- Open Access
Computational simulation of the bone remodeling using the finite element method: an elastic-damage theory for small displacements
© Idhammad et al.; licensee BioMed Central Ltd. 2013
- Received: 24 March 2013
- Accepted: 14 April 2013
- Published: 13 May 2013
The resistance of the bone against damage by repairing itself and adapting to environmental conditions is its most important property. These adaptive changes are regulated by physiological process commonly called the bone remodeling. Better understanding this process requires that we apply the theory of elastic-damage under the hypothesis of small displacements to a bone structure and see its mechanical behavior.
The purpose of the present study is to simulate a two dimensional model of a proximal femur by taking into consideration elastic-damage and mechanical stimulus. Here, we present a mathematical model based on a system of nonlinear ordinary differential equations and we develop the variational formulation for the mechanical problem. Then, we implement our mathematical model into the finite element method algorithm to investigate the effect of the damage.
The results are consistent with the existing literature which shows that the bone stiffness drops in damaged bone structure under mechanical loading.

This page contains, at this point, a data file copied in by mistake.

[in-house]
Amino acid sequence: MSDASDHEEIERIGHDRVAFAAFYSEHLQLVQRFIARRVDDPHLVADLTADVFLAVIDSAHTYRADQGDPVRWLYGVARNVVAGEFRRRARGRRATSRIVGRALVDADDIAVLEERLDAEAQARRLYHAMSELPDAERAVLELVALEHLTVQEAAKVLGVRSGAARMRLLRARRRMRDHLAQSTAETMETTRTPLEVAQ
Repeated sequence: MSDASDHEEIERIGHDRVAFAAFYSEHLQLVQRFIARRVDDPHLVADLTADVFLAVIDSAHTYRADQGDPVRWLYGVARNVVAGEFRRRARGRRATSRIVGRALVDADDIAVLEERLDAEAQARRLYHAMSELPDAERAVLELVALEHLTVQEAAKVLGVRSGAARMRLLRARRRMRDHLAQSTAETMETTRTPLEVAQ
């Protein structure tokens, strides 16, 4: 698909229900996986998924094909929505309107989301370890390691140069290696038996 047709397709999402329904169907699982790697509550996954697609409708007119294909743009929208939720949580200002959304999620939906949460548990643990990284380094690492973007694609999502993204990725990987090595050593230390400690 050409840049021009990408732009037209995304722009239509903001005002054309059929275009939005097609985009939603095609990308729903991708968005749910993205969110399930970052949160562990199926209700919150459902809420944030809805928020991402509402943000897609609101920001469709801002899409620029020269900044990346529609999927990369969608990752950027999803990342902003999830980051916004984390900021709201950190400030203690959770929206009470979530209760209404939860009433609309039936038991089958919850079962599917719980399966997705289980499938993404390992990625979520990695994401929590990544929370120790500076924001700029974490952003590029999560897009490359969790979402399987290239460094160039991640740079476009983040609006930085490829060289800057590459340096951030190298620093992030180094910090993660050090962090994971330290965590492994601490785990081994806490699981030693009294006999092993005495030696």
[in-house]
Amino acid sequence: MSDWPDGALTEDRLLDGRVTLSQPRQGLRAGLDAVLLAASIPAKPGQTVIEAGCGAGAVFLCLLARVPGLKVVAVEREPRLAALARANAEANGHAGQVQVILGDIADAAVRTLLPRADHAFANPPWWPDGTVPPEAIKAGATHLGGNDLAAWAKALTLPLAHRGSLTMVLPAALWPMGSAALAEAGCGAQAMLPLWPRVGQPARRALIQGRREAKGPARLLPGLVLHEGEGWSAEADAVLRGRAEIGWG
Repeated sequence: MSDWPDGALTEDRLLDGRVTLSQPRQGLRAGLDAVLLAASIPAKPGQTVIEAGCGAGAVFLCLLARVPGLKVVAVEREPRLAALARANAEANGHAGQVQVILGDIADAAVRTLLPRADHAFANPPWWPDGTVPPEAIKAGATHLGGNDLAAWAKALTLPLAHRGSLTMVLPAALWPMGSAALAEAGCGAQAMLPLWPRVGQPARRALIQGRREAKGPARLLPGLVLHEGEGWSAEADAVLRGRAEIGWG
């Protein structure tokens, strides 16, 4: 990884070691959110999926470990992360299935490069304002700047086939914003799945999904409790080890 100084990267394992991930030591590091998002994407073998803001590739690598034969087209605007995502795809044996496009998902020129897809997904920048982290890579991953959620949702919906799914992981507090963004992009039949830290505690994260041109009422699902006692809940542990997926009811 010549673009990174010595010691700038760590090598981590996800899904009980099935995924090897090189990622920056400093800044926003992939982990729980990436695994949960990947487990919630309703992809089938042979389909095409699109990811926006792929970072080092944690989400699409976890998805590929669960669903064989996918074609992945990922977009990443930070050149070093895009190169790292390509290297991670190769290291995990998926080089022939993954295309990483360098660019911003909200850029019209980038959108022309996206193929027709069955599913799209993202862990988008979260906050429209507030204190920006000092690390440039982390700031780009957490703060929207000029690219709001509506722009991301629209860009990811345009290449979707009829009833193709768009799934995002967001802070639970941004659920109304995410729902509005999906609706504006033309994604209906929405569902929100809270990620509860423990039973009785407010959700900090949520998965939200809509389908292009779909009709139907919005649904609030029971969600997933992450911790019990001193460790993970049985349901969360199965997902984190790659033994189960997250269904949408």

- Bone remodeling
- Small displacements hypothesis
- Bone density
- Finite element
- Variational formulation
- Computation simulation
Bone is the main constituent of the skeletal system enable to maintain substantially the shape of the body; to protect the internal organs; to store minerals and lipids; to participate in blood cell production; and to assist body movements by transmitting the force of muscular contraction from one part to another .
As a living tissue, bone is able to optimize its structure by redistributing its density under the influence of external forces. Since this publication of Wolff, many theories describing the redistributing of the bone density have been proposed [2–4].
This process, called bone remodeling, was formally developed later by Huiskes et al. using the concept that bone remodeling is induced by a local mechanical signal which activate the regulating cells and cause local bone adaptations [5, 6].
Therefore, better understanding of bone remodeling process helps to prevent fractures and other kinds of diseases. Several works have been made to relate bone remodeling process to a mathematical point of view, and thereafter perform some computational simulations [6, 7].